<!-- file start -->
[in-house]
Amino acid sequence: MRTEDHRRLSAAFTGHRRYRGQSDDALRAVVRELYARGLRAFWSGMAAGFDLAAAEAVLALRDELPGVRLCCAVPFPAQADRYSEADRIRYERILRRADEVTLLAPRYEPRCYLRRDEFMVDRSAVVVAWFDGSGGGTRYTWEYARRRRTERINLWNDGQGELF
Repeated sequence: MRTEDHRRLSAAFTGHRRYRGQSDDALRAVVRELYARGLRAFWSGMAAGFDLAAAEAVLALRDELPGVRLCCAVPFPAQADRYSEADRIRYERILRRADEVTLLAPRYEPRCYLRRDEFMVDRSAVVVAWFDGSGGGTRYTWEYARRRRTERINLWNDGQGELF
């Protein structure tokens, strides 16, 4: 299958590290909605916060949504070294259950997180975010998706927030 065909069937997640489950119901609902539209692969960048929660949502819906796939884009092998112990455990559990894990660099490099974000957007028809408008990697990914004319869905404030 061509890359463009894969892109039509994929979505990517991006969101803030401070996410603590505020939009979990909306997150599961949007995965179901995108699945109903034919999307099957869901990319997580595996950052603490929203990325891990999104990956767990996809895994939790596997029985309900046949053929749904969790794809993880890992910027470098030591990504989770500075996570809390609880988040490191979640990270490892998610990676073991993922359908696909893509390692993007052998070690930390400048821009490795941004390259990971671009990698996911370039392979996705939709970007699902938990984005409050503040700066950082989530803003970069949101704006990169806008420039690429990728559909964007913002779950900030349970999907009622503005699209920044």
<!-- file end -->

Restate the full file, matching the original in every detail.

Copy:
[in-house]
Amino acid sequence: MRTEDHRRLSAAFTGHRRYRGQSDDALRAVVRELYARGLRAFWSGMAAGFDLAAAEAVLALRDELPGVRLCCAVPFPAQADRYSEADRIRYERILRRADEVTLLAPRYEPRCYLRRDEFMVDRSAVVVAWFDGSGGGTRYTWEYARRRRTERINLWNDGQGELF
Repeated sequence: MRTEDHRRLSAAFTGHRRYRGQSDDALRAVVRELYARGLRAFWSGMAAGFDLAAAEAVLALRDELPGVRLCCAVPFPAQADRYSEADRIRYERILRRADEVTLLAPRYEPRCYLRRDEFMVDRSAVVVAWFDGSGGGTRYTWEYARRRRTERINLWNDGQGELF
């Protein structure tokens, strides 16, 4: 299958590290909605916060949504070294259950997180975010998706927030 065909069937997640489950119901609902539209692969960048929660949502819906796939884009092998112990455990559990894990660099490099974000957007028809408008990697990914004319869905404030 061509890359463009894969892109039509994929979505990517991006969101803030401070996410603590505020939009979990909306997150599961949007995965179901995108699945109903034919999307099957869901990319997580595996950052603490929203990325891990999104990956767990996809895994939790596997029985309900046949053929749904969790794809993880890992910027470098030591990504989770500075996570809390609880988040490191979640990270490892998610990676073991993922359908696909893509390692993007052998070690930390400048821009490795941004390259990971671009990698996911370039392979996705939709970007699902938990984005409050503040700066950082989530803003970069949101704006990169806008420039690429990728559909964007913002779950900030349970999907009622503005699209920044």